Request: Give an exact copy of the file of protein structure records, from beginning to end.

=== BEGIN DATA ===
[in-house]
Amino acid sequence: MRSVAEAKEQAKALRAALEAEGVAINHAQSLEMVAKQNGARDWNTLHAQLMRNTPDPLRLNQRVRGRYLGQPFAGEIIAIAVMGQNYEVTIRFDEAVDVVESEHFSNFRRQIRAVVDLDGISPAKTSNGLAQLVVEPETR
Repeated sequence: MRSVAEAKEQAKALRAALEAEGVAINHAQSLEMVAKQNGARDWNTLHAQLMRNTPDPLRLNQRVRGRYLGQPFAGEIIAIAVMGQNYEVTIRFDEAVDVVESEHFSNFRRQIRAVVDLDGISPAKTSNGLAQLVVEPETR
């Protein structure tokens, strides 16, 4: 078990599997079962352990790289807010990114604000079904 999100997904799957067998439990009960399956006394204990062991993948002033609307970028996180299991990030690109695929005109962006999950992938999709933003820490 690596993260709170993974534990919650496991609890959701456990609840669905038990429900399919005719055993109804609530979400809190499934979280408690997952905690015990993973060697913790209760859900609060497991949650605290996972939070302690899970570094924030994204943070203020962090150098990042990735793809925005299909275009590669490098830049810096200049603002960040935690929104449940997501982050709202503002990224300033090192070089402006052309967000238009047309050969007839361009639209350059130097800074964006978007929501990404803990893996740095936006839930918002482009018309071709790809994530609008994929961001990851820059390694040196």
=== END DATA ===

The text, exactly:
[in-house]
Amino acid sequence: MRSVAEAKEQAKALRAALEAEGVAINHAQSLEMVAKQNGARDWNTLHAQLMRNTPDPLRLNQRVRGRYLGQPFAGEIIAIAVMGQNYEVTIRFDEAVDVVESEHFSNFRRQIRAVVDLDGISPAKTSNGLAQLVVEPETR
Repeated sequence: MRSVAEAKEQAKALRAALEAEGVAINHAQSLEMVAKQNGARDWNTLHAQLMRNTPDPLRLNQRVRGRYLGQPFAGEIIAIAVMGQNYEVTIRFDEAVDVVESEHFSNFRRQIRAVVDLDGISPAKTSNGLAQLVVEPETR
């Protein structure tokens, strides 16, 4: 078990599997079962352990790289807010990114604000079904 999100997904799957067998439990009960399956006394204990062991993948002033609307970028996180299991990030690109695929005109962006999950992938999709933003820490 690596993260709170993974534990919650496991609890959701456990609840669905038990429900399919005719055993109804609530979400809190499934979280408690997952905690015990993973060697913790209760859900609060497991949650605290996972939070302690899970570094924030994204943070203020962090150098990042990735793809925005299909275009590669490098830049810096200049603002960040935690929104449940997501982050709202503002990224300033090192070089402006052309967000238009047309050969007839361009639209350059130097800074964006978007929501990404803990893996740095936006839930918002482009018309071709790809994530609008994929961001990851820059390694040196």